An air ticket is a contract of carriage between the passenger and the airline not only on a given route between the airport of origin and destination, but also under given fare conditions, which the customer should be well acquainted with before purchasing a ticket and thus concluding such a contract. There are tens of millions of fares so that airlines can make the maximum profit from every seat on the plane - so do not think that if you paid a thousand crowns for your ticket to London, your neighbour in the seat next to you paid the same - he could have bought a ticket without any restrictions and at the last minute and paid, say, a thousand and fifteen.

The most important parts of the fare conditions, which are probably of interest to everyone, are as follows:

  • Changeability of the ticket - the ticket can be completely non-changeable, changeable for a fee or changeable for free. However, there are precise rules on how tickets are eventually changed - if you change the ticket before the start of the trip, the entire ticket must be recalculated in addition to the change fee, taking into account the currently valid and applicable fare - so even if the fare conditions say that the change fee is only 1,000CZK, the final amount can be much higher. Once you have flown at least one flight on the itinerary, the fare conditions of the ticket you purchased will apply to the change. However, it may also happen that the newly selected flight may not have seats available on the original fare due to availability and the ticket must be upgraded to another fare - where you will again pay a change fee of e.g. 1,000Kč and then the difference between the original and new fare as well as airport charges.
  • Refund/refund option - here again the ticket may be completely non-refundable, where in case of not completing the trip the customer is refunded only the unused airport charges (and therefore it is a good idea to take out travel insurance including cancellation of the ticket - for example with our partner ERV travel insurance company). Or the ticket can be refundable for a fixed fee or completely without any cancellation fee. If you have used part of the ticket, if the fare is refundable for a fee or free of charge, the value of the flown part is deducted from the original value of the ticket, the cancellation fee is deducted and the rest is refunded to the customer.
  • Minimum length of stay - for flights within Europe, this is no longer very common, but for long-haul flights, expect that the cheapest fares will require you to spend at least one Saturday night or a specific number of days at your destination. So if you want to fly to New York on a Monday and back in two days, the price even in economy class can go up to three times the price if you stay in the destination over the weekend.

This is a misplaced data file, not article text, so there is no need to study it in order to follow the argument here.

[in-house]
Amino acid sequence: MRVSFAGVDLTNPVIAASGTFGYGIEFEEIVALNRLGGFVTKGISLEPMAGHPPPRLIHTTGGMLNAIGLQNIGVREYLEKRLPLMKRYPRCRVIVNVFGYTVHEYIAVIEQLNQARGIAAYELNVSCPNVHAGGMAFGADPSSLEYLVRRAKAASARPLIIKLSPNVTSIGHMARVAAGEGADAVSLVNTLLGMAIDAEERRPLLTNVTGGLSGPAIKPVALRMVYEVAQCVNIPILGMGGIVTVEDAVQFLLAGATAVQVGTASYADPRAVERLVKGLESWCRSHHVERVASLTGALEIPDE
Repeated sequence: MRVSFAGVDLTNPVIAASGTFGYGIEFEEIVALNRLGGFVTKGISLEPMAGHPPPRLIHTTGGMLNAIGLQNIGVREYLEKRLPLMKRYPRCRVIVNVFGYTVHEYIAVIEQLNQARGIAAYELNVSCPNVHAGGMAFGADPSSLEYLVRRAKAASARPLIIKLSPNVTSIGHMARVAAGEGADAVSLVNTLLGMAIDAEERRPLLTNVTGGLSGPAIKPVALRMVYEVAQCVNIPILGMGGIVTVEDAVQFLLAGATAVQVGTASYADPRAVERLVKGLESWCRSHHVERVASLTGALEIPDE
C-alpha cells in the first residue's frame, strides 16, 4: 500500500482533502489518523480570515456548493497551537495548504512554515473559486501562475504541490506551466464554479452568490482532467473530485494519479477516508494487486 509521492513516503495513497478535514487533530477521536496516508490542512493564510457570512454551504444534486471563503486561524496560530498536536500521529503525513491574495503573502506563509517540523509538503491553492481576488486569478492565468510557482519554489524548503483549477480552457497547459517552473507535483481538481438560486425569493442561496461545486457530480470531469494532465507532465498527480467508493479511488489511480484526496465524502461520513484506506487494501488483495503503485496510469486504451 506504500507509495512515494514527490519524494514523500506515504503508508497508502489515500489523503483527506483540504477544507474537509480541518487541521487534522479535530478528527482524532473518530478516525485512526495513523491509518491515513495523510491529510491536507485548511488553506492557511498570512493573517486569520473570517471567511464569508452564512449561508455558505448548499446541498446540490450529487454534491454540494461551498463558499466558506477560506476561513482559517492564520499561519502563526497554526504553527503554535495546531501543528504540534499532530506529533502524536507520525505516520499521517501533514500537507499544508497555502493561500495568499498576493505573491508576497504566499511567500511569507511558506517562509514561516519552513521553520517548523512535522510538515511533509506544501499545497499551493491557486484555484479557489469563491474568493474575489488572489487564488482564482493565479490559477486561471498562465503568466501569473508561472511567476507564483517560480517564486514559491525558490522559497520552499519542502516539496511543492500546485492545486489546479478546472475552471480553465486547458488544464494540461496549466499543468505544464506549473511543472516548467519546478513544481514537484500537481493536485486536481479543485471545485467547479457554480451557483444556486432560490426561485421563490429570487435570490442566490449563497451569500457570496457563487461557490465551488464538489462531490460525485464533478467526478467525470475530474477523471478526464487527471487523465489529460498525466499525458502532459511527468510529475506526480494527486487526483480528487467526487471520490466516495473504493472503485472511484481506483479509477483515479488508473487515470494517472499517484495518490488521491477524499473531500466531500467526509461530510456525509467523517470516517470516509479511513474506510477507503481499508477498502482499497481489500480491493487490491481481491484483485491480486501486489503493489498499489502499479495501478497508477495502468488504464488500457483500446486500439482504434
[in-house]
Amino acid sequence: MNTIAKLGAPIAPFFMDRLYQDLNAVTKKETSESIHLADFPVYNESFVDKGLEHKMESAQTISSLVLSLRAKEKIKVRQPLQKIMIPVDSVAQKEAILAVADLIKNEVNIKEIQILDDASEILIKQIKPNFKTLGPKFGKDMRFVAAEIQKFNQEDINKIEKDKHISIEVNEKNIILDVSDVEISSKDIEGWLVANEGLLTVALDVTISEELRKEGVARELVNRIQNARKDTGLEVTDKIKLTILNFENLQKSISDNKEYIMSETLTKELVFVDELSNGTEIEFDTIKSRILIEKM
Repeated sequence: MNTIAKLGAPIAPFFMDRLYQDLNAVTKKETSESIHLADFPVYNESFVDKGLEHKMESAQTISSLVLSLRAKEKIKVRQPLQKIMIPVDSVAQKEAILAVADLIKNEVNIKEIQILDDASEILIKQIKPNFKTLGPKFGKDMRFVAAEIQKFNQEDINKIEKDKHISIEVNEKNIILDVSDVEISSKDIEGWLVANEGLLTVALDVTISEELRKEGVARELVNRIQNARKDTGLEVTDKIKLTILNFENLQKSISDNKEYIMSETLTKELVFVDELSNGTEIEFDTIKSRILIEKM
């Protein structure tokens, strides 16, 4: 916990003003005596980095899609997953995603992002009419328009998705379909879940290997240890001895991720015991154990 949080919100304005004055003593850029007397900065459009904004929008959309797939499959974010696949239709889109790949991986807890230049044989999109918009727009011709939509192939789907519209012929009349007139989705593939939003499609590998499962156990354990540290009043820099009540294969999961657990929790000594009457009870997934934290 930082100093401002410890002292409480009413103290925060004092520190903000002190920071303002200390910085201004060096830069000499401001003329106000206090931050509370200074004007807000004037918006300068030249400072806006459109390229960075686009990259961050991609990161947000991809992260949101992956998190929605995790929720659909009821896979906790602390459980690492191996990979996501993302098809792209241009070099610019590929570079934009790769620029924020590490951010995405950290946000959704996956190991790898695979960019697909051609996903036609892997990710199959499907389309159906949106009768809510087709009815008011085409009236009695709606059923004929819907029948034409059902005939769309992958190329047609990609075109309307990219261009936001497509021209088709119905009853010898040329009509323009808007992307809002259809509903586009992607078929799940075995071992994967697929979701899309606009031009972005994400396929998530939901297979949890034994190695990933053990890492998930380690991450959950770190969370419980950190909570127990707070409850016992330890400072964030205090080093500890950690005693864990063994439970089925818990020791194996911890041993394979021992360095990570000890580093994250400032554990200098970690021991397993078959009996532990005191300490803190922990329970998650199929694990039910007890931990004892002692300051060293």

• Maximum length of stay - you probably won't normally have to deal with this condition, but if you were planning to travel to the other side of the world for a year's study, know that the cheapest fares allow you to stay at the destination for a maximum of 3 or 6 months. And for a 12-month stay, you'll need to choose a more expensive tariff.
  • And finally, one super important rule that isn't often written about anywhere - the individual flights in the ticket must always be flown exactly as they go and as the ticket was issued. Which means that if you don't get on the first flight in the itinerary for some reason (for example, if you said you'd drive to Munich as a connecting airport for your flight to America because a friend was driving there), you can't use the rest of the flights on the original ticket. The reason is that different pricing and fare conditions apply to the itinerary modified in this way than those on your ticket. In this case, you must contact the travel agent or airline to have the fare of your original ticket recalculated to the new itinerary, and only after you have paid any price difference and your ticket has been rebooked can you start your journey.

Pretty much all of the travel classes or cabins that are massively used these days (i.e. economy, premium economy and business) offer single or very similar fare names to help you navigate them, and they usually have very similar conditions.


Basic (Light)

  • basic tariff
  • does not offer any checked baggage included in the price (and you have to buy this as a separate service - either at the time of booking the ticket or later)
  • in the event of a no-show, only unused airport charges are refunded
  • the ticket may not be changeable at all.


  • a fare that usually includes at least one checked bag (up to 20kg)
  • is changeable for a fee
  • is refundable with a cancellation fee.

Flexible (Unrestricted)

  • a fare that includes at least one checked bag (up to 20kg)
  • is changeable free of charge
  • is refundable free of charge.